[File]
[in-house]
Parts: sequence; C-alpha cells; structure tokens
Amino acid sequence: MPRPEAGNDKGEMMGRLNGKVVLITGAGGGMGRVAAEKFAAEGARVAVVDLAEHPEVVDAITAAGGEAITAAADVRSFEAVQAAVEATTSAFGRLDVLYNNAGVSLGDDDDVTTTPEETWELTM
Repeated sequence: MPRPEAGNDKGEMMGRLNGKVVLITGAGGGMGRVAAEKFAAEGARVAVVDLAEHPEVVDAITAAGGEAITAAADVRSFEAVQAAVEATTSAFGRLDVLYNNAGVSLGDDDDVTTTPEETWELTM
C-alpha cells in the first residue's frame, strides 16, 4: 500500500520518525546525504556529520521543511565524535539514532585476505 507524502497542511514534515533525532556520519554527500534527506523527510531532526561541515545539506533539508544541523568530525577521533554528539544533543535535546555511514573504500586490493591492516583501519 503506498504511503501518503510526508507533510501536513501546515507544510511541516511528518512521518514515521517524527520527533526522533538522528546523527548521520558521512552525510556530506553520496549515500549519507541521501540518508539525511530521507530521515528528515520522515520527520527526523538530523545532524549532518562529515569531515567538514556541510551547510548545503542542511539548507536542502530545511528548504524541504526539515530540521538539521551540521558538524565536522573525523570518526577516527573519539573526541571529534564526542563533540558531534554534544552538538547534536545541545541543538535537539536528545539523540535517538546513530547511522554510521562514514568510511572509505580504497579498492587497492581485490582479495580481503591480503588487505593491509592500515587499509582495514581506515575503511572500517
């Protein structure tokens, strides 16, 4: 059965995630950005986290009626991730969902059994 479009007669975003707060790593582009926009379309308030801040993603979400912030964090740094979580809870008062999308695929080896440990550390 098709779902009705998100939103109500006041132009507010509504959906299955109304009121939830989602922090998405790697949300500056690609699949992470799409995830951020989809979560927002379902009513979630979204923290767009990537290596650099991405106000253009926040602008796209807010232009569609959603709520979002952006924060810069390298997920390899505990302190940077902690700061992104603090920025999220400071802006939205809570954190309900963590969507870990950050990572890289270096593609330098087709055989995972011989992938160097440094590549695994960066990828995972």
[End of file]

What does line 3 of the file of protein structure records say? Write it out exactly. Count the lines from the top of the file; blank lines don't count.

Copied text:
Amino acid sequence: MPRPEAGNDKGEMMGRLNGKVVLITGAGGGMGRVAAEKFAAEGARVAVVDLAEHPEVVDAITAAGGEAITAAADVRSFEAVQAAVEATTSAFGRLDVLYNNAGVSLGDDDDVTTTPEETWELTM